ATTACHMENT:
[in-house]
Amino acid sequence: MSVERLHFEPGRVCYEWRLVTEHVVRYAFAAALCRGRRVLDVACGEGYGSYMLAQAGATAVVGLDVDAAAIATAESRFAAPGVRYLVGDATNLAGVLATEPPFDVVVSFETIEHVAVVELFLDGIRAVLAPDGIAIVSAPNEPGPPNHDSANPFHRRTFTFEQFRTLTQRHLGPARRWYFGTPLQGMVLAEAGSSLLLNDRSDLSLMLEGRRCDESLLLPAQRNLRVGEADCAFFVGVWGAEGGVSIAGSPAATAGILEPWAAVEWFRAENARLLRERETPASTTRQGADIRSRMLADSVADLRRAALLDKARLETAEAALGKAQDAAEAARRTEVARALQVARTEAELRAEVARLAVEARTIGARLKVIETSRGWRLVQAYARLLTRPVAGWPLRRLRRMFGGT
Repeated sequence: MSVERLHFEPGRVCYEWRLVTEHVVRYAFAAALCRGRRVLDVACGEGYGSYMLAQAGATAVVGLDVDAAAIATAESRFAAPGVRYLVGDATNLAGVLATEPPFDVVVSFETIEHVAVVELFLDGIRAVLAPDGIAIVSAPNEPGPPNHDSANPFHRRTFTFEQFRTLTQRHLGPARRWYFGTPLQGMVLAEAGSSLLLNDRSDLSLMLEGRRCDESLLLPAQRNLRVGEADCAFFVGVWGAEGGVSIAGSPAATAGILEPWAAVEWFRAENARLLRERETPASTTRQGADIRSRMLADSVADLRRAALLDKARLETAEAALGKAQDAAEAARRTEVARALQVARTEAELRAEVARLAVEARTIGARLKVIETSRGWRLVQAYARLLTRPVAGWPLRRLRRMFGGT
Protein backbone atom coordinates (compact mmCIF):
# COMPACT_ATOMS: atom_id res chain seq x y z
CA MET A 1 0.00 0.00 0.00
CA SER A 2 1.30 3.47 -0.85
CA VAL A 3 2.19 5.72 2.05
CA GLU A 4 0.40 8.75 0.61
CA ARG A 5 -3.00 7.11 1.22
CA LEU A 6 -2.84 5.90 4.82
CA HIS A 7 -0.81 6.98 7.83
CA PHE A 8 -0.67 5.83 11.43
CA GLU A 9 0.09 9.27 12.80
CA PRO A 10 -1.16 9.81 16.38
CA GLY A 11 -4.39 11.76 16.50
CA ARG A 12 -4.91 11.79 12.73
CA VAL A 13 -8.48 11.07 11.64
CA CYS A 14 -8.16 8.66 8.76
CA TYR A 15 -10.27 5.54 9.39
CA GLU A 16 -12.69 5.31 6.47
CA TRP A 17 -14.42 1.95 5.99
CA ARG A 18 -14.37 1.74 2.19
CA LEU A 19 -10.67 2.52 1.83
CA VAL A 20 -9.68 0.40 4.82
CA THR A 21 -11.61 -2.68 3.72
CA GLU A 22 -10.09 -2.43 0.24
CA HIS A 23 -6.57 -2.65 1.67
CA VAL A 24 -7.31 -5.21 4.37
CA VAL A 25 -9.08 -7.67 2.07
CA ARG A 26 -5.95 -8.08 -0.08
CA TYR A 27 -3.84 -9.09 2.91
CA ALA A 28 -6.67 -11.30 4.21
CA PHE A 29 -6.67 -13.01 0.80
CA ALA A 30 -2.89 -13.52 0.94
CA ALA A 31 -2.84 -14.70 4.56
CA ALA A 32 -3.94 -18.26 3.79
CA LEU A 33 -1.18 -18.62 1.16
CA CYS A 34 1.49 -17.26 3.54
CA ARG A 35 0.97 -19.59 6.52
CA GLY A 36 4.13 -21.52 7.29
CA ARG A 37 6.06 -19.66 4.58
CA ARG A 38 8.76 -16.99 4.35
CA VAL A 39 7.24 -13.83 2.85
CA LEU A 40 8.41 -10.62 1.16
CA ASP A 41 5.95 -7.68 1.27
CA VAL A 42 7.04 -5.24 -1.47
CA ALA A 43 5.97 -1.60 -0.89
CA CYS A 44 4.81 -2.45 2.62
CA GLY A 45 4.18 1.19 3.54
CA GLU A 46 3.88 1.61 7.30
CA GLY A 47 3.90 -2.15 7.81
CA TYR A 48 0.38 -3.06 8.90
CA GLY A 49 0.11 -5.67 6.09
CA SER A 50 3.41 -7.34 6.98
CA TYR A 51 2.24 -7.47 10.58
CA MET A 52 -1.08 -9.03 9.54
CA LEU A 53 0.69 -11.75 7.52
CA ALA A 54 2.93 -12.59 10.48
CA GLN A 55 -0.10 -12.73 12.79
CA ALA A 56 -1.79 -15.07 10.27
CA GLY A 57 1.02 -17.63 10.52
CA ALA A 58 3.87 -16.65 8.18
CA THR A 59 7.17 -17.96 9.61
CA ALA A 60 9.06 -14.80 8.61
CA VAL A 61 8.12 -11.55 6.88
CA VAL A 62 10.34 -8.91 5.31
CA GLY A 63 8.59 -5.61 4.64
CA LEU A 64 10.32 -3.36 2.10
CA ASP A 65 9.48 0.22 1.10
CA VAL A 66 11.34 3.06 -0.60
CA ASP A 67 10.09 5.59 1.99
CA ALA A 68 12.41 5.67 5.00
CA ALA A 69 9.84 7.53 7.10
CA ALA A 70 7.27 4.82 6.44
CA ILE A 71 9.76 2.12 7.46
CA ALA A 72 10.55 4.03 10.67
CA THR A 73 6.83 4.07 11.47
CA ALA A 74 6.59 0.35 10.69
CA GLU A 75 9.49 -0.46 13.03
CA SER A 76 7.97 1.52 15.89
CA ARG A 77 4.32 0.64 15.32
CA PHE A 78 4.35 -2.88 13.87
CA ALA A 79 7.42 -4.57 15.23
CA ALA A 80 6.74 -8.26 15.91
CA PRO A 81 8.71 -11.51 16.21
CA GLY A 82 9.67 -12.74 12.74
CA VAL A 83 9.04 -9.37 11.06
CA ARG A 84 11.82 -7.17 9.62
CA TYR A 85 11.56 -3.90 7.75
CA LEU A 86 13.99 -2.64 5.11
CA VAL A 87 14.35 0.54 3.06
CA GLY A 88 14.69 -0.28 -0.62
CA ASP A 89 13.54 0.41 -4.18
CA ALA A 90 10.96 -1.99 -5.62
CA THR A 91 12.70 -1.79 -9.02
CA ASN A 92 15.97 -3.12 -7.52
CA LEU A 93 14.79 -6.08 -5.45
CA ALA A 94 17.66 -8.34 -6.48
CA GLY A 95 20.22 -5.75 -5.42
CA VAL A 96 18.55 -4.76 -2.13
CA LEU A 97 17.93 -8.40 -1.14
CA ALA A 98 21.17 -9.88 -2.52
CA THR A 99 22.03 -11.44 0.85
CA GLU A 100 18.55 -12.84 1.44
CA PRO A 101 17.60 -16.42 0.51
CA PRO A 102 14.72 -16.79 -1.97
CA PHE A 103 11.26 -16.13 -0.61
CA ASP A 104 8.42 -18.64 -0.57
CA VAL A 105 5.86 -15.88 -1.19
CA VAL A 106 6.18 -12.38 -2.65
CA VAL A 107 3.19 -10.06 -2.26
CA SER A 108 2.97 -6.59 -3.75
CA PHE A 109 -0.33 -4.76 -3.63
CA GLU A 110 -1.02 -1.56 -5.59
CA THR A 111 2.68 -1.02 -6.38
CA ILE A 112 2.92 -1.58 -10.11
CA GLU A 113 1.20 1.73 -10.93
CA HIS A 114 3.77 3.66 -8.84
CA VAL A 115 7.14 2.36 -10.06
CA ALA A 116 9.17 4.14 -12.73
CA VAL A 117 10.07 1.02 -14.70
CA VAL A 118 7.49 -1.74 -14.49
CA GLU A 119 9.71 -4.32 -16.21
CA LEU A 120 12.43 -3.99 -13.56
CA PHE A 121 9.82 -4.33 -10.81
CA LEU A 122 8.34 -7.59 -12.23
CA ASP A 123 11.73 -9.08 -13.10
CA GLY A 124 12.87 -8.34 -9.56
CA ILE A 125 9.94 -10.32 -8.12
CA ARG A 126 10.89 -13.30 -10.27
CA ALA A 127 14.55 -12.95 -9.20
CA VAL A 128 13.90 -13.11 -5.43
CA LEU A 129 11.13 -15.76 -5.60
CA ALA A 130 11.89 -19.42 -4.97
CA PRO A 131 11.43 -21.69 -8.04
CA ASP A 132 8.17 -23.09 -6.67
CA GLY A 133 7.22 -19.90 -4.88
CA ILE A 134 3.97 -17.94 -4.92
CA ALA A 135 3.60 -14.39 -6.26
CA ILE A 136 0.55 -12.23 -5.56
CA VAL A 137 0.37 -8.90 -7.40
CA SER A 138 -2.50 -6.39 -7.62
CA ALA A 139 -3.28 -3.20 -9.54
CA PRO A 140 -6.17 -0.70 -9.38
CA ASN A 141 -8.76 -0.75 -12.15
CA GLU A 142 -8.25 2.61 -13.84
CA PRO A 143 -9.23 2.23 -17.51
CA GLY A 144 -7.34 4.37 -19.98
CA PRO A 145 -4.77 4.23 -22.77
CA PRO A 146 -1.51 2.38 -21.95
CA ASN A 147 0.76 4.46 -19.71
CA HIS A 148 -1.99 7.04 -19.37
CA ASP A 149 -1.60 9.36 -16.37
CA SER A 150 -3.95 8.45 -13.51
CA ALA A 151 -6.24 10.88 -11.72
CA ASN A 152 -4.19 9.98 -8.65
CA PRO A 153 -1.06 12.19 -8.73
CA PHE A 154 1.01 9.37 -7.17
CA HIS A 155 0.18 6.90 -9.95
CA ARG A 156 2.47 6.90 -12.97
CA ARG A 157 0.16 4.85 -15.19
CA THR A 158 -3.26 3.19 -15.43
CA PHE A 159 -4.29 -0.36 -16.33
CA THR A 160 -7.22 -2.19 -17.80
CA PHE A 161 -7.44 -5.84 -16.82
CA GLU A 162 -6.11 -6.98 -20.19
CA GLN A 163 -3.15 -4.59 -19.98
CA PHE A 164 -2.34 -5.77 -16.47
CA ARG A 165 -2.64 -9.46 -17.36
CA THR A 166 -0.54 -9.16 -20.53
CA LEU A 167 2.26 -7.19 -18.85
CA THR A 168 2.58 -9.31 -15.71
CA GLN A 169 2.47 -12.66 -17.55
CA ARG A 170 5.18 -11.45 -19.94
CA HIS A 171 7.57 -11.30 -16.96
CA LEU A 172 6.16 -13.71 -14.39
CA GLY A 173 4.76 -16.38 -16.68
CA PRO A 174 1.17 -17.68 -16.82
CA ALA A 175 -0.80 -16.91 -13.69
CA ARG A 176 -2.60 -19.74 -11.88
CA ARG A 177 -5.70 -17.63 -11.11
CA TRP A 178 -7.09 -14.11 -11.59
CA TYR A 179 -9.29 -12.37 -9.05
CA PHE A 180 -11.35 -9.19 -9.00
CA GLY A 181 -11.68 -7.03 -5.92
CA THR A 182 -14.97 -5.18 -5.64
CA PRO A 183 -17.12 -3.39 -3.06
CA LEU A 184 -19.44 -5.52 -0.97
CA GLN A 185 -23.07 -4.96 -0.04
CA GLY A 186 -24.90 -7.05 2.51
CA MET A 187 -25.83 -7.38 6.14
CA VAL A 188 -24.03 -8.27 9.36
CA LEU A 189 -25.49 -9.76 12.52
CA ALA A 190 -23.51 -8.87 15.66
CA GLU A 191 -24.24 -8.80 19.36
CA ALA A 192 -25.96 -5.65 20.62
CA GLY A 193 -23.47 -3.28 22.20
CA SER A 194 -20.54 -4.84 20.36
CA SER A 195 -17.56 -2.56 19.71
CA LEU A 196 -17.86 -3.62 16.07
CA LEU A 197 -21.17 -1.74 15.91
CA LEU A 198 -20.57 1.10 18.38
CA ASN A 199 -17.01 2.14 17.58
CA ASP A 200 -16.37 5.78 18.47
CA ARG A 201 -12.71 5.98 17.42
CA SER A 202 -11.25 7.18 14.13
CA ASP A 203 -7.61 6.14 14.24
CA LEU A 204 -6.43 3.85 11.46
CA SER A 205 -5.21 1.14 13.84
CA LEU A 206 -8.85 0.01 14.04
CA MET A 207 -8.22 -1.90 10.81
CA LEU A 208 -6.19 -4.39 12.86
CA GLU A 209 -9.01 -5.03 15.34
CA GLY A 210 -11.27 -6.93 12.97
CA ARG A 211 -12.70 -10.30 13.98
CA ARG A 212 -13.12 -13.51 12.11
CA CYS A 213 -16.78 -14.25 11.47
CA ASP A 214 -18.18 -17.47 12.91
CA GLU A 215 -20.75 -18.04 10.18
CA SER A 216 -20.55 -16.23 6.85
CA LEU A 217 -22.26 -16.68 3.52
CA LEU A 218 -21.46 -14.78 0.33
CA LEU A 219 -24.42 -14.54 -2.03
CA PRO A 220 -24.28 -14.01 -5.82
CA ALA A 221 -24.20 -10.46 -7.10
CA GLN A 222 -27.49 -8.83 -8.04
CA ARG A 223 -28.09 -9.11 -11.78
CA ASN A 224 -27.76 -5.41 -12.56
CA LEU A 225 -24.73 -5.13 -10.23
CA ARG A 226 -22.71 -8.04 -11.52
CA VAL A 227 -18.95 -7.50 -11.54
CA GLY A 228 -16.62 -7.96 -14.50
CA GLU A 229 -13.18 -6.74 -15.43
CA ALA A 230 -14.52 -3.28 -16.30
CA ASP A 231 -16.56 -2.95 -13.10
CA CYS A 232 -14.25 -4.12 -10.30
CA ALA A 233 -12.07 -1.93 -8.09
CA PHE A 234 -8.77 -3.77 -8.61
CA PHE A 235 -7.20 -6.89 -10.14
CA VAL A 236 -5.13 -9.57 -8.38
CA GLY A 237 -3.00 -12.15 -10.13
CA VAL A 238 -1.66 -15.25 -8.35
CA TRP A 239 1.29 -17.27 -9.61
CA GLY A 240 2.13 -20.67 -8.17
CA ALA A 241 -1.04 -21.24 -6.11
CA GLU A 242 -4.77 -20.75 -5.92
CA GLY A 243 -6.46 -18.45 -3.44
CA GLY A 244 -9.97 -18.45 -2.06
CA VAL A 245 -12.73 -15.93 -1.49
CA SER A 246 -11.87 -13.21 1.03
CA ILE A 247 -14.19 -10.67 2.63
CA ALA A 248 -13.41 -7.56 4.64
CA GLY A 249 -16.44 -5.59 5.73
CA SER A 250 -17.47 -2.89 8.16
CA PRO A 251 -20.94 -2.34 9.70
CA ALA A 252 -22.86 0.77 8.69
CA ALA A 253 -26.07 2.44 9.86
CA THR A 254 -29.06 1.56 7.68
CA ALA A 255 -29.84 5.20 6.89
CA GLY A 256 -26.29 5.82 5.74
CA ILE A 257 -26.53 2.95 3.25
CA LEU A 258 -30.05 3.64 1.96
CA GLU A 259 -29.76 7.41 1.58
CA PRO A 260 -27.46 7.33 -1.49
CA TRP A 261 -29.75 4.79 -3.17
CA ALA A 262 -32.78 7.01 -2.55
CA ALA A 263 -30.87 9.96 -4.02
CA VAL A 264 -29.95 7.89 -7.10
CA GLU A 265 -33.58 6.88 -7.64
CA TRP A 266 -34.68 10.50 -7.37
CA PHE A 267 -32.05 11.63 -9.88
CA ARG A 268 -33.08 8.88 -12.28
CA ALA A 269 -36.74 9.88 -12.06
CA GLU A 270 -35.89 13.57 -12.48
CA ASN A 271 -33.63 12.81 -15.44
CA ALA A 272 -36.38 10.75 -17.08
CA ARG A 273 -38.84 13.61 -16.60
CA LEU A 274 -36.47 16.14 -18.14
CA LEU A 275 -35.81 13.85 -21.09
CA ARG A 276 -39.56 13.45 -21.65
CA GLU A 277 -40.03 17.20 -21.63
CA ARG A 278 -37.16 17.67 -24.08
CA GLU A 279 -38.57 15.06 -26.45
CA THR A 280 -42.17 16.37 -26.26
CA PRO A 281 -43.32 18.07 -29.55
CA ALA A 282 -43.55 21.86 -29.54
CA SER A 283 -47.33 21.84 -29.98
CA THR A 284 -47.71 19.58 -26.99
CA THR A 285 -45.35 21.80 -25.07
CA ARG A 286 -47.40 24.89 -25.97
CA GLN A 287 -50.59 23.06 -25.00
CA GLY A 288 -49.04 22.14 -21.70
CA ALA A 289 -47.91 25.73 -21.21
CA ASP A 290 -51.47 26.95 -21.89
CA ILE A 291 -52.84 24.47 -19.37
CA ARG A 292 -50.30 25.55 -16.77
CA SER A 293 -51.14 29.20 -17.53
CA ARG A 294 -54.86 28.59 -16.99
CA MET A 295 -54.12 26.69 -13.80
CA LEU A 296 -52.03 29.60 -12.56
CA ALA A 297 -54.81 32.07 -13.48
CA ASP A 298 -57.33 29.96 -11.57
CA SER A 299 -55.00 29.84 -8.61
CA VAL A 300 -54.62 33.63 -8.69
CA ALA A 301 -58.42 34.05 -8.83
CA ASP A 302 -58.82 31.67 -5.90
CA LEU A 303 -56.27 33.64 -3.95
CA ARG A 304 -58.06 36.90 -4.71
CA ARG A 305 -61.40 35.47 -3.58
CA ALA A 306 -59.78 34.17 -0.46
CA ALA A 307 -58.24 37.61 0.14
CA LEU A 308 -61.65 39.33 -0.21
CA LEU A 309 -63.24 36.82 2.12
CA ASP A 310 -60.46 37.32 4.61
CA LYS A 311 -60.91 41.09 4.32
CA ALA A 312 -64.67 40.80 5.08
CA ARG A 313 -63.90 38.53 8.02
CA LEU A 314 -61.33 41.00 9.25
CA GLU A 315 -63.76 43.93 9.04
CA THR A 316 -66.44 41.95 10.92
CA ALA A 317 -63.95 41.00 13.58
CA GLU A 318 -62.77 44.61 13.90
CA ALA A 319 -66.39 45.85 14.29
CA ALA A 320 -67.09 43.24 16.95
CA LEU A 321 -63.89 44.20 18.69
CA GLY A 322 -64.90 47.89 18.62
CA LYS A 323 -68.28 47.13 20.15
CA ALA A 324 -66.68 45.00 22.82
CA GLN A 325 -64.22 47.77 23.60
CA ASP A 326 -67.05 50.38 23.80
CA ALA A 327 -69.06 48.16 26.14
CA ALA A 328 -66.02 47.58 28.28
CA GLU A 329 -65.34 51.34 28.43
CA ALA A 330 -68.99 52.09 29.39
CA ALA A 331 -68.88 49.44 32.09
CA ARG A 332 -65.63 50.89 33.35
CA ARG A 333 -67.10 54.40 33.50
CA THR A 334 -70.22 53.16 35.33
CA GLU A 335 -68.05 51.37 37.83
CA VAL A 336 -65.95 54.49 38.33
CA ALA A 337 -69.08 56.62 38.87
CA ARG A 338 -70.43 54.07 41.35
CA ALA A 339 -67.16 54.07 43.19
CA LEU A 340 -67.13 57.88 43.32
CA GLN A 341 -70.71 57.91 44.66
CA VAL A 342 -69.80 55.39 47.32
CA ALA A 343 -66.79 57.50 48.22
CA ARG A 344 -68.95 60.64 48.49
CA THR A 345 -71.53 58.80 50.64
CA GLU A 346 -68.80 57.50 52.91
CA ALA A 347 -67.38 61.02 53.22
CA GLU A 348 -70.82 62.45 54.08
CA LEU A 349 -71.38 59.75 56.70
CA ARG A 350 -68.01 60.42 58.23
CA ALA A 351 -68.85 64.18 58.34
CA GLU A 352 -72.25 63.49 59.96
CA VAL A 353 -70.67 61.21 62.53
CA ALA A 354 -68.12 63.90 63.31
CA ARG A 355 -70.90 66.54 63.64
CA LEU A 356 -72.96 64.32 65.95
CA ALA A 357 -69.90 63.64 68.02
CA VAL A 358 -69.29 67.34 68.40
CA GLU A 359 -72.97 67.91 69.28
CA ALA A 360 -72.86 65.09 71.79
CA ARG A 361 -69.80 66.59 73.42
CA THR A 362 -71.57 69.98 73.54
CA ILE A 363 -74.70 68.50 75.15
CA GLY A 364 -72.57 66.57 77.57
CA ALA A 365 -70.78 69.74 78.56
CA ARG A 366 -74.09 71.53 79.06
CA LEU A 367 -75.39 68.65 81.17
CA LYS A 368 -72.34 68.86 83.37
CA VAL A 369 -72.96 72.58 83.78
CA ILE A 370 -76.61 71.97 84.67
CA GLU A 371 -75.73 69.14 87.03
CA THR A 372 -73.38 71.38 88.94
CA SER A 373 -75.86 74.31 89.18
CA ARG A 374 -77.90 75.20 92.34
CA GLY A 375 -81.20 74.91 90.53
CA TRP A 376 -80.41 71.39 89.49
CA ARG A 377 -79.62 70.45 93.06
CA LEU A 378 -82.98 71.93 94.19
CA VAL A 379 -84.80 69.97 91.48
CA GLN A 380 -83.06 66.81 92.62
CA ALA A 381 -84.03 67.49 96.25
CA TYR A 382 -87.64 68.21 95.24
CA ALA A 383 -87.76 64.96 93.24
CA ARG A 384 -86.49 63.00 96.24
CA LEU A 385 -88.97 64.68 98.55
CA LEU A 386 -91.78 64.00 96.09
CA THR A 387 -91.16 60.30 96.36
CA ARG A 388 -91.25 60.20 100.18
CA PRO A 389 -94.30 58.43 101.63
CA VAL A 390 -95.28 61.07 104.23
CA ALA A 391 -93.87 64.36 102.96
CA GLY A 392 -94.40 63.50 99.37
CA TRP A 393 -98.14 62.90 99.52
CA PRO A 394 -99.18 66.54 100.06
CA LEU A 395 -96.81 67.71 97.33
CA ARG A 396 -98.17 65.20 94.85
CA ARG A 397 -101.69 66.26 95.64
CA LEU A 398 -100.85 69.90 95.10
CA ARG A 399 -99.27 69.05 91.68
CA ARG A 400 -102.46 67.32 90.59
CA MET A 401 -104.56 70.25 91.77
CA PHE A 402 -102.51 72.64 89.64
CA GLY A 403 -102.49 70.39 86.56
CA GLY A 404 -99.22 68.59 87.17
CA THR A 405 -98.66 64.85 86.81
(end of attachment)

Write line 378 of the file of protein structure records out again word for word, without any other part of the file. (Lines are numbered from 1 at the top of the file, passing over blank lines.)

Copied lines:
CA SER A 373 -75.86 74.31 89.18